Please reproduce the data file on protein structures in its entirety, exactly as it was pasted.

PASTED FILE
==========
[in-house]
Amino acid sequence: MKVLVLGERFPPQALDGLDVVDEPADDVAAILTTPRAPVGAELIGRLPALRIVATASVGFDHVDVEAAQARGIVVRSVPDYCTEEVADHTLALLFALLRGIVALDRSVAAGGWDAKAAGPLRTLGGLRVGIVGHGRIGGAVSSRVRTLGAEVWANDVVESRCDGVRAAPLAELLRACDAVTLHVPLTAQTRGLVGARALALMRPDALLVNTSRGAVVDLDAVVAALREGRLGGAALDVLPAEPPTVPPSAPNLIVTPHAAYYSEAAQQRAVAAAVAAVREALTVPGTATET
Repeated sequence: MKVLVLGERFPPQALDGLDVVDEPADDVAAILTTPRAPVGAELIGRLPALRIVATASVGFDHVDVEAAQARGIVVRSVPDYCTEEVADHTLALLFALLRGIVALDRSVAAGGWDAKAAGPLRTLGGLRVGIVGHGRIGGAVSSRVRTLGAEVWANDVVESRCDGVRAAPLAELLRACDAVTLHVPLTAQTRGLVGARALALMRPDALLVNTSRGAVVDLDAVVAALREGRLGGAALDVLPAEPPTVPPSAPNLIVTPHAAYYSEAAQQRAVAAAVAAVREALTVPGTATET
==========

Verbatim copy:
[in-house]
Amino acid sequence: MKVLVLGERFPPQALDGLDVVDEPADDVAAILTTPRAPVGAELIGRLPALRIVATASVGFDHVDVEAAQARGIVVRSVPDYCTEEVADHTLALLFALLRGIVALDRSVAAGGWDAKAAGPLRTLGGLRVGIVGHGRIGGAVSSRVRTLGAEVWANDVVESRCDGVRAAPLAELLRACDAVTLHVPLTAQTRGLVGARALALMRPDALLVNTSRGAVVDLDAVVAALREGRLGGAALDVLPAEPPTVPPSAPNLIVTPHAAYYSEAAQQRAVAAAVAAVREALTVPGTATET
Repeated sequence: MKVLVLGERFPPQALDGLDVVDEPADDVAAILTTPRAPVGAELIGRLPALRIVATASVGFDHVDVEAAQARGIVVRSVPDYCTEEVADHTLALLFALLRGIVALDRSVAAGGWDAKAAGPLRTLGGLRVGIVGHGRIGGAVSSRVRTLGAEVWANDVVESRCDGVRAAPLAELLRACDAVTLHVPLTAQTRGLVGARALALMRPDALLVNTSRGAVVDLDAVVAALREGRLGGAALDVLPAEPPTVPPSAPNLIVTPHAAYYSEAAQQRAVAAAVAAVREALTVPGTATET